clock menu more-arrow no yes

Filed under:

Yasiel Puig's chances for a 2016 rebound

New, 1 comment

After a hugely disappointing 2015, the Los Angeles outfielder could be primed for a big season. Is it smart to expect that?

Jayne Kamin-Oncea-USA TODAY Sports

In 2009, Adam Dunn hit 38 home runs, drove in 105, had an OPS+ of 144. In 2010, he had 38, 103 and 138. And then in 2011, those numbers fell off. He hit 11 home runs, drove in 42 runs and had an OPS+ of only 54. At 31, the slugger looked done.

And then 2012. Dunn remembered himself, jumping right back to 41 homers, 96 RBI, a 114 OPS+. A year after being finished, Dunn was an all-star.

In 1953, Roy Campanella put up a 154 OPS+, capping a first six years that included a 137 mark and two MVP trophies. A year later, he managed only a .207 batting average, with his OPS+ falling to 74. But 1955? A 152 OPS+, another 32 home runs, and of yeah, a third MVP trophy.

In his first season, in 104 games, Yasiel Puig hit .319/.391/.534. That was good for a 159 OPS+ and a second-place Rookie of the Year finish that would be first in the majority of seasons. He slipped just a little in his second season, as all three slash-line numbers fell. Still, his OPS+ was 145, and that's crazy good.

But last year, Puig forgot how it all worked. He played in only 79 games, partly due to injury, partly due to poor production. He bottomed out in all his slash numbers. In the end, he was still an above-average offensive player overall (109 OPS+), but for a right fielder, he was far from special.

I'm not saying Yasiel Puig is Adam Dunn offensively. I'm certainly not saying he's Roy Campanella. I include those two at the top merely to show that guys don't just vanish. Skillsets don't disappear. Guys who have a track record of success see that track record fade for generally two reasons: injury and age. Dunn had two more decent seasons after his resurgence before the retirement bell rang. Injury and age combined to make that 1955 Campanella's last big year.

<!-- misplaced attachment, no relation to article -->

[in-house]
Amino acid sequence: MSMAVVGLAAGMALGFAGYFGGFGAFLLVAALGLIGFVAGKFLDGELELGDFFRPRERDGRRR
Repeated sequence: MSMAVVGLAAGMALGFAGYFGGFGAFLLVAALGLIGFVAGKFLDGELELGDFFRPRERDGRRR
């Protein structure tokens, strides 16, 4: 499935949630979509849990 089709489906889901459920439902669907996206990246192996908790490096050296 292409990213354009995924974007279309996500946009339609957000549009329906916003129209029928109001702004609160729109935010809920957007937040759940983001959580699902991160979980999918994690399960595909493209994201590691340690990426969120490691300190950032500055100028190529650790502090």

There are other guys who saw their numbers plummet and not rebound. But those guys tend to be the one-year wonders, the Joe Charboneau types who were above their head for a season. Puig has the scouting report, the pedigree, the track record that we shouldn't expect a continuation of his 2015 struggles.

At least, he should. As I noted in my Jung-ho Kang writeup a week ago, we're entering new territory in player evaluation with some of our imports. Puig, the Cuban import, didn't have the normal growth of a minor-leaguer, and hasn't had a career typical of a new major-leaguer. Puig had a reputation as a bad body guy with perhaps not enough motivation to stay in top form when he came up; while he hasn't had nearly the run-ins that his bummer of a big-league rep has indicated, there's a reason the bad words have been floated. Puig's made $17 million already and has another $24 million guaranteed; a guy who lacks motivation certainly could kick back on that.

Still, we have two seasons of near-superstar Puig, followed by a letdown year that was held up by injury. He should be healthy heading into 2016. Don Mattingly was apparently very anti-Puig, and he's gone. The Carl Crawford experiment isn't a real threat to displace him; neither is Scott Van Slyke. Assuming health, Puig will get a full chance to regain his prowess in 2016.

I think he'll do it. To the tune of putting $23 on Puig in my NL-only auction last week. The theoretical 20-20 candidate of a couple years ago probably isn't any sort of reality anymore. But 20-plus home runs with a .280 average and double-digit steals? I don't even think that's a significant stretch.

It's no guarantee. Puig could find himself benched by June. But I think he;s worth the risk.